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Returns from savings accounts swallowed by inflation but security remains key

15 October 2008 / by Rachael Stiles
Savers are seeing returns from their investment eaten up by soaring inflation, but finding a safe haven for their money remains a top priority amongst global economic turmoil.

Inflation is now at 5.2 per cent – more than double the Government's self-imposed target of two per cent – which surpasses the average return from savings accounts.

Since the credit crisis took its toll on banks' stability and savers started fearing that their money was not safe, their priorities have shifted away from finding the best rate possible, moving towards finding a savings account where their money will be protected.

The collapse of a number of banks, such as online savings account provider Icesave, which was known for its market leading interest rate, has seen savers' focus shift to banks that are perceived as being strong enough to weather the economic storm.

The Government has now upped the compensation for consumer savings from £35,000 to £50,000, but savers continue to seek security in Northern Rock and Bradford & Bingley savings accounts – both of which offer a 100 per cent guarantee because they are nationalised – and the government-backed National Savings & Investments.

"Chasing the top rate of interest in the near future will not be high on the list of priorities for the 300,000 thousand or so Icesave customers eagerly waiting to find out when they are likely to be reunited with their nest eggs." predicts Andrew Hagger from

He continued: "Even for those not directly caught up in the Icelandic banking catastrophe, recent events will have damaged people’s confidence and see many more savers choosing safer option, even if it means accepting a rate on an account that doesn’t figure in the best buy tables."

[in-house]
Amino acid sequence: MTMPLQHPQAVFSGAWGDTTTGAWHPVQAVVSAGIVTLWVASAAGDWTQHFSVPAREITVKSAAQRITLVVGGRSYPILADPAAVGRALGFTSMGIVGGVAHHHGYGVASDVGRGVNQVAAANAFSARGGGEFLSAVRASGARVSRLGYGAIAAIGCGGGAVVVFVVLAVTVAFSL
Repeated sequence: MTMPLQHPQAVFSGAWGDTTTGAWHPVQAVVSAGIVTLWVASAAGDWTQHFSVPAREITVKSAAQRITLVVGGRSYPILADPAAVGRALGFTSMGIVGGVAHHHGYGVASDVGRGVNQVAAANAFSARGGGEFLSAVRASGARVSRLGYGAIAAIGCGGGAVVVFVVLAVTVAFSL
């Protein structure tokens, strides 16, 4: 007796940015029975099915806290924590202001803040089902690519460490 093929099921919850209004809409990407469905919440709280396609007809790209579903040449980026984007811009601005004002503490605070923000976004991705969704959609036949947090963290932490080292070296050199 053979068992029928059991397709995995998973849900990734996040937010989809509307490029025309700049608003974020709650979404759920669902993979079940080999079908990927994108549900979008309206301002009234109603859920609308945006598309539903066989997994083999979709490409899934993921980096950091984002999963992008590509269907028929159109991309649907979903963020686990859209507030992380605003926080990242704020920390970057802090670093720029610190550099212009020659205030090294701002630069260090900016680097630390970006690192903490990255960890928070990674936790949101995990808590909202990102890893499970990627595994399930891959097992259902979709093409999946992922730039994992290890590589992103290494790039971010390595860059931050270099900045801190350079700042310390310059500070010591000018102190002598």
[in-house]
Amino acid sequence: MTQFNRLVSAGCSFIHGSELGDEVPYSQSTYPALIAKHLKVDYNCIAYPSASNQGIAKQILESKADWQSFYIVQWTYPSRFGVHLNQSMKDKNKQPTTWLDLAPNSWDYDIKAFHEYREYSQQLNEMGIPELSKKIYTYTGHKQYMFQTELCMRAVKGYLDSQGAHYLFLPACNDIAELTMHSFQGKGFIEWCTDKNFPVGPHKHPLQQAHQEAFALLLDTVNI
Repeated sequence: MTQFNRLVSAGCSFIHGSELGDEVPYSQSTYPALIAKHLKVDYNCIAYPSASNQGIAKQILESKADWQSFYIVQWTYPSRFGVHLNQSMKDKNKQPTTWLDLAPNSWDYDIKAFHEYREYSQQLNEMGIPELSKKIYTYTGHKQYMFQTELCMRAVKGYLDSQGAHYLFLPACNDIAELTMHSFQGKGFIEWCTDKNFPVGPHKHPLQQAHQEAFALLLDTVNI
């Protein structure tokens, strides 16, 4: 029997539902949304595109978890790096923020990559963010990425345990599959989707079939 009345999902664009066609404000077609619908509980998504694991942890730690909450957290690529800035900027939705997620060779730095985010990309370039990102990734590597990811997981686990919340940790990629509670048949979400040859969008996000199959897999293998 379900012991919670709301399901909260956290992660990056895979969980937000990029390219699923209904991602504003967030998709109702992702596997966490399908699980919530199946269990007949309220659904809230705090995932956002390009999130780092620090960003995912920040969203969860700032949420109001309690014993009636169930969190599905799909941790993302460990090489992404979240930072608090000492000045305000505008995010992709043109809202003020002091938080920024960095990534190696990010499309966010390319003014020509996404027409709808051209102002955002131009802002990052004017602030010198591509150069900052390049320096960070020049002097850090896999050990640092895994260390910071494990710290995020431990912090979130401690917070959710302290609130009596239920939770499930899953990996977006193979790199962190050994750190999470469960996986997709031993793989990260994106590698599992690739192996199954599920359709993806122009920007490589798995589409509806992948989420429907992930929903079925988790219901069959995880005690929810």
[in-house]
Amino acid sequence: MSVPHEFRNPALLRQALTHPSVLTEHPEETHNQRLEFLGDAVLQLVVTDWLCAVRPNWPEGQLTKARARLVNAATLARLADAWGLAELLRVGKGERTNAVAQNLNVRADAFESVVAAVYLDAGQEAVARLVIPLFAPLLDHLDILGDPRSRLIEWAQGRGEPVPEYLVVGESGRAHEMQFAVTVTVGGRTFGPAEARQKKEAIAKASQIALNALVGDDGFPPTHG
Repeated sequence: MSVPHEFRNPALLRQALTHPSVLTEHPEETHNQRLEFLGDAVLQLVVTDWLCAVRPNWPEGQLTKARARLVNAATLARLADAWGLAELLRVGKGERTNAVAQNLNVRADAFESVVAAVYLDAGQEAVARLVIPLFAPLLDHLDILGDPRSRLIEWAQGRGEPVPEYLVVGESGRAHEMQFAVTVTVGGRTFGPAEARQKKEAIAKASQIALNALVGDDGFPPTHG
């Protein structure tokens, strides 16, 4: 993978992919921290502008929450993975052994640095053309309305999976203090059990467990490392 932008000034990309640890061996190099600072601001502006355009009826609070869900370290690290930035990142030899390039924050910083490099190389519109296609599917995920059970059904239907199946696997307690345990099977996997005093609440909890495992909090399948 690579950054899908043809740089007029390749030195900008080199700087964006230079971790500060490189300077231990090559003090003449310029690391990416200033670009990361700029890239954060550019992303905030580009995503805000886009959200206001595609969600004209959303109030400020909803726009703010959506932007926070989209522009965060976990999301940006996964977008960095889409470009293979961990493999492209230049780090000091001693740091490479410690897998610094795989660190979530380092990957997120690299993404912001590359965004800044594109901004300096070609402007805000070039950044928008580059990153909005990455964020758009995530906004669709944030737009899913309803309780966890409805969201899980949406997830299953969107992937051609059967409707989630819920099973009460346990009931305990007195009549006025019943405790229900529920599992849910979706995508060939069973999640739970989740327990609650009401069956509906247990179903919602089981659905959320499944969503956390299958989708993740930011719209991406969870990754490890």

Savers will find it almost impossible to find a savings account which earns interest once inflation and tax have been taken into account, says Michelle Slade, analyst at

Whereas savers have been benefitting from the price war among savings account providers since the credit crunch highlighted the importance of building up savings deposits, the tables are now turning, especially after the half a percentage rate cut from the Bank of England last week.

"The Bank of England cut base rate as part of a move to kick start the housing market, but it has come at the expense of savers as inflation jumps to its highest level in six years." Ms Slade commented.

"Until inflation is brought back under control, savers need to make the best of a bad situation." she continued, urging that they compare savings accounts in order to "achieve the best rate possible for their money," and "limit the effect that inflation will have on depleting the value of their money."

© Fair Investment Company Ltd